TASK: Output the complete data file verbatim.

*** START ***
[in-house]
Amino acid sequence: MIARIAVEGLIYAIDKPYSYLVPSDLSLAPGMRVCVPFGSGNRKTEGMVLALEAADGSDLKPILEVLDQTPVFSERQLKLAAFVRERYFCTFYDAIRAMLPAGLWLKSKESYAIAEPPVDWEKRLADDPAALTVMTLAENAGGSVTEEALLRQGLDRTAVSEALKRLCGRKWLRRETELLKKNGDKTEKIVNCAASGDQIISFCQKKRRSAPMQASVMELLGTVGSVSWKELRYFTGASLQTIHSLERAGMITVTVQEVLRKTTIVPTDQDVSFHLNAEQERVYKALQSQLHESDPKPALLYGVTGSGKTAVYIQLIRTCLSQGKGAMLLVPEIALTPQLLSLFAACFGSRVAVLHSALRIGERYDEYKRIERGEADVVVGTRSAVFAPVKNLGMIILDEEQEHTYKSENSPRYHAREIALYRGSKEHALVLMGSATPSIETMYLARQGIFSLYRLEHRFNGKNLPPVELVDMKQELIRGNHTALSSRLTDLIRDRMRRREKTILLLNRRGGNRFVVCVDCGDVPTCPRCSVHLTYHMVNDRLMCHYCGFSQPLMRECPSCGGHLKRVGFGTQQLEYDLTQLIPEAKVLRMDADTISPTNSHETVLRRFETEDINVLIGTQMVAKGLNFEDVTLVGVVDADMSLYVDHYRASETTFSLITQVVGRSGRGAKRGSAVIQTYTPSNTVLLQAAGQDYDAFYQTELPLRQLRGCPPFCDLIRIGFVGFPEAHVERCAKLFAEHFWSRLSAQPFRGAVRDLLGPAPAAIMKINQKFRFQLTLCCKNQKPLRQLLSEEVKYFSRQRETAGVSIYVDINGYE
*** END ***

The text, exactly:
[in-house]
Amino acid sequence: MIARIAVEGLIYAIDKPYSYLVPSDLSLAPGMRVCVPFGSGNRKTEGMVLALEAADGSDLKPILEVLDQTPVFSERQLKLAAFVRERYFCTFYDAIRAMLPAGLWLKSKESYAIAEPPVDWEKRLADDPAALTVMTLAENAGGSVTEEALLRQGLDRTAVSEALKRLCGRKWLRRETELLKKNGDKTEKIVNCAASGDQIISFCQKKRRSAPMQASVMELLGTVGSVSWKELRYFTGASLQTIHSLERAGMITVTVQEVLRKTTIVPTDQDVSFHLNAEQERVYKALQSQLHESDPKPALLYGVTGSGKTAVYIQLIRTCLSQGKGAMLLVPEIALTPQLLSLFAACFGSRVAVLHSALRIGERYDEYKRIERGEADVVVGTRSAVFAPVKNLGMIILDEEQEHTYKSENSPRYHAREIALYRGSKEHALVLMGSATPSIETMYLARQGIFSLYRLEHRFNGKNLPPVELVDMKQELIRGNHTALSSRLTDLIRDRMRRREKTILLLNRRGGNRFVVCVDCGDVPTCPRCSVHLTYHMVNDRLMCHYCGFSQPLMRECPSCGGHLKRVGFGTQQLEYDLTQLIPEAKVLRMDADTISPTNSHETVLRRFETEDINVLIGTQMVAKGLNFEDVTLVGVVDADMSLYVDHYRASETTFSLITQVVGRSGRGAKRGSAVIQTYTPSNTVLLQAAGQDYDAFYQTELPLRQLRGCPPFCDLIRIGFVGFPEAHVERCAKLFAEHFWSRLSAQPFRGAVRDLLGPAPAAIMKINQKFRFQLTLCCKNQKPLRQLLSEEVKYFSRQRETAGVSIYVDINGYE